Timetable for Review

Students’ records will be reviewed at the end of each academic year to determine whether they are in compliance with the Satisfactory Progress Policy. The academic year ends with May Term and will include any period of time during the academic year the student was enrolled. Students who have grade changes that affect academic progress after it has been reviewed are responsible for notifying the Financial Aid Office so that their progress may be re-reviewed for compliance. Grade changes, including incomplete grade updates, affecting student eligibility for financial aid must be on file with the Registrar’s Office prior to the first date of classes in the next semester of enrollment in order for the student’s record to be re-reviewed for satisfactory progress in that semester.

Students enrolled in the Professional Master of Business Administration (PMBA) Program will be reviewed for compliance with the Satisfactory Progress Policy using grade or grade equivalencies. Grades of “EX” (Exceeds Project Standards) are regarded as equivalent to “A” level work; grades of “M” (Meets Project Standards) are regarded as equivalent to “B” or “C” level work; grades of “DN” (Does Not Meet Project Standards) are regarded as equivalent to “D” or “F” level work. Grades of “EX” and “M” will be counted as credit hours completed while grades of “DN” will not be counted as credit hours completed.

Grade Reports Special Note

The following will not be counted as credit hours completed:

F Failure I Incomplete
W Withdrawn NC No Credit
UW Unofficial Withdrawal X Repeat
WF Withdrawn Failing T Temporary

Enrollment Status for Student Financial Aid Funds

Full-time Graduate student status is defined as seven or more credit hours per semester.  Part-time Graduate student status is between four credit hours and six credit hours.  Financial aid may be adjusted based on enrollment status.

Retaking Courses and Student Financial Aid

Retaken coursework may count toward enrollment status and federal financial aid eligibility for a student who is repeating, for the first time only, a previously passed course.  This retaken class may be counted toward a student’s enrollment status and the student may be awarded Title IV aid for the enrollment status based on inclusion of the class. A student may be paid for repeatedly failing the same course as long as satisfactory academic progress requirements are met.

Reinstatement

After becoming ineligible for student financial aid funds, a student can be considered for receipt of financial aid only when the completion percentage and grade point average requirements have been met.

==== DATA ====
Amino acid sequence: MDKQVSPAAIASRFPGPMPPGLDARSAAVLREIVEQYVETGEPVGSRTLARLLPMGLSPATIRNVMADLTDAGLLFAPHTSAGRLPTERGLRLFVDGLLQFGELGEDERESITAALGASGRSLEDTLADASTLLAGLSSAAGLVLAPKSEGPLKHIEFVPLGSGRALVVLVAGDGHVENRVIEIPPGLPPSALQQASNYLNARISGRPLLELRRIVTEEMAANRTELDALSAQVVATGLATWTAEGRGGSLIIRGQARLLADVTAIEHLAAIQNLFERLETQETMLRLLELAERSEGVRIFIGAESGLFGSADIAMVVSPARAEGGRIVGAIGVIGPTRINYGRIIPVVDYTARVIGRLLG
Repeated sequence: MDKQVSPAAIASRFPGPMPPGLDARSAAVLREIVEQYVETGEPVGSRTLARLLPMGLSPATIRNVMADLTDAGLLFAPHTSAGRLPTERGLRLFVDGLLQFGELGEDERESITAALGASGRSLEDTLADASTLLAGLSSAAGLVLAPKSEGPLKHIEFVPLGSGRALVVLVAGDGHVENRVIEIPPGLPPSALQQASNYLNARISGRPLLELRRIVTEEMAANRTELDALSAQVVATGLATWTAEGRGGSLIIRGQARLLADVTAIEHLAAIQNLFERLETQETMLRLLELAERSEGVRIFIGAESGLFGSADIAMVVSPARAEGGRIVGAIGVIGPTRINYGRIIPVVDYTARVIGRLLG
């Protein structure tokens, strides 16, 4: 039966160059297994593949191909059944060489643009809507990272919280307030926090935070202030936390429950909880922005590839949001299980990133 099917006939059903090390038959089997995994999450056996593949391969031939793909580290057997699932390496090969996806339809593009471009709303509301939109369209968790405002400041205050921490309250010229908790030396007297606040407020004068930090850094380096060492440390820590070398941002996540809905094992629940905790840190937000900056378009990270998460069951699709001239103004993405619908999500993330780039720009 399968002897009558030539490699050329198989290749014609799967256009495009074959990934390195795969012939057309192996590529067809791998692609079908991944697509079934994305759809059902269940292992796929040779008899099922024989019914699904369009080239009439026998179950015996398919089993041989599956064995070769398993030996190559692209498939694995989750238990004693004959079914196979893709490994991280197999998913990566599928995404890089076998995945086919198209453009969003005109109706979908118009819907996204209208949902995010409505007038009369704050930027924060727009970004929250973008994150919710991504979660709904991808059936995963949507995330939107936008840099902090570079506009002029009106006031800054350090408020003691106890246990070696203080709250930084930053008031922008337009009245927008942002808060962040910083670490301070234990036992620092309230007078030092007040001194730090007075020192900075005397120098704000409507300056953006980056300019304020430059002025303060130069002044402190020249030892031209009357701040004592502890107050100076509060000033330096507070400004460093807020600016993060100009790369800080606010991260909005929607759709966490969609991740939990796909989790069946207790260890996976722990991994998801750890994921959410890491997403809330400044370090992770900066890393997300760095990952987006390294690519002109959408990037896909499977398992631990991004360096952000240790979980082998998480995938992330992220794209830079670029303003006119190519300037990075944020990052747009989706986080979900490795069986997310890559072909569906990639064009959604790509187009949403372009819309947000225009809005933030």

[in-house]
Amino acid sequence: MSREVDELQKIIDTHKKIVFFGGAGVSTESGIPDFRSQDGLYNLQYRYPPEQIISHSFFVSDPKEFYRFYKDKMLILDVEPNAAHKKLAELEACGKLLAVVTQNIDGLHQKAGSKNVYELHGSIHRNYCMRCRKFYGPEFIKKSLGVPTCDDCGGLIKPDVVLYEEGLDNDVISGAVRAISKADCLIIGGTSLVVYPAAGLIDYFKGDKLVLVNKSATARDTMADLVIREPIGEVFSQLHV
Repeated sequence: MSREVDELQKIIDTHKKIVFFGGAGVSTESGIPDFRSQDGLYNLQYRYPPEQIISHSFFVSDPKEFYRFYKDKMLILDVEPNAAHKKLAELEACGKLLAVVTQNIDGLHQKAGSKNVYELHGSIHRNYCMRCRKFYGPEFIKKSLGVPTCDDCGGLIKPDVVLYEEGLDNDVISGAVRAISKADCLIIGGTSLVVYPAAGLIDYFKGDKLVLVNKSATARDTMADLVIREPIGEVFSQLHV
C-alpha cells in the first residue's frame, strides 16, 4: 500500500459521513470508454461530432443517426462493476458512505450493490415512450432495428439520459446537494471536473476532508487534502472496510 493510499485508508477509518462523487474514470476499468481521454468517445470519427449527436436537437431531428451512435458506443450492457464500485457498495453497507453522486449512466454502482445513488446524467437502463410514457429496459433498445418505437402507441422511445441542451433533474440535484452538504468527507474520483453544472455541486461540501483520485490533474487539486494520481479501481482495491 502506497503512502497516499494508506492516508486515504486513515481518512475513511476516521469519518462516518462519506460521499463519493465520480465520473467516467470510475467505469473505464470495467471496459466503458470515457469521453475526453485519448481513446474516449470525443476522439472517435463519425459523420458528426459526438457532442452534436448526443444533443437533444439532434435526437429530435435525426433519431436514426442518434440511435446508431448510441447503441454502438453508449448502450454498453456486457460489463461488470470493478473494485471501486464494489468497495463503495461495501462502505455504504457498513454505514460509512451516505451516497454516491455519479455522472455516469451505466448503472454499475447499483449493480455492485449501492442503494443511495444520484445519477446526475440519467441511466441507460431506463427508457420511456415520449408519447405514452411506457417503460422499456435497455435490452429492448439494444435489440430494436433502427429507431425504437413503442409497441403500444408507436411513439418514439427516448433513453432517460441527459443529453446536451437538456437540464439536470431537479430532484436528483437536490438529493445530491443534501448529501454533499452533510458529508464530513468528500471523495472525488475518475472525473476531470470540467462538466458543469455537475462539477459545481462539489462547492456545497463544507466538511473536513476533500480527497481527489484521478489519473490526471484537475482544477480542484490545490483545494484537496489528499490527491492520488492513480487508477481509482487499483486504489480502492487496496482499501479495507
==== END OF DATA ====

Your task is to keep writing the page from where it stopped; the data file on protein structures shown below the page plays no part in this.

Notification

The Financial Aid Office will notify by letter any student receiving financial assistance who does not meet the satisfactory progress requirement and has been determined to be ineligible for financial aid. The notice will be addressed to the student’s most current local address on file at the college. It is the student’s responsibility to inform the Registrar’s Office of a correct mailing address at all times.

Satisfactory Academic Progress Policy/Appeal/Academic Plan

Any student who has been determined to be ineligible for financial aid has the right to appeal. The following appeal process will be utilized:

  • The student appealing the satisfactory progress decision will submit a written appeal to the Financial Aid Office to discuss the circumstances which caused the student to not meet the satisfactory progress requirements and provide documentation of those circumstances when possible and as requested. The Financial Aid Office will give a decision in writing, within five working days of receipt of the appeal.
  • If the appeal is not approved, and the student wishes to proceed further with the appeal, the student can submit an appeal to the Director of Financial Aid. The Director of Financial Aid will give a decision, in writing, within five working days of receipt of the appeal.
  • Even if a student is not receiving federal financial aid, any course or term a student is enrolled will count toward the Satisfactory Academic Progress policy stan­dards. On an annual basis at the end of Spring term, a student will receive a notice from the financial aid office about ineligibility for federal financial aid. If an appeal is granted, the student will develop an Academic Plan with a staff academic advisor. Once the Academic Plan has been submitted, the student must complete 100% of the coursework outlined on the plan. A student will continue on the Academic Plan until the cumulative completion rate is over 70% and the student is in “Good Standing” with federal financial aid.

Withdrawal and Its Effect on Financial Aid

Federal regulations govern the return of Title IV (federal) financial aid funds that have been disbursed for a student who completely withdraws or does not attend the scheduled classes during a term payment period, or period of enrollment. The Title IV programs included under these regulations for graduate students are: Stafford Loans and Graduate PLUS loans. The regulations operate under the principle that a student “earns” financial aid based on the period of time enrolled.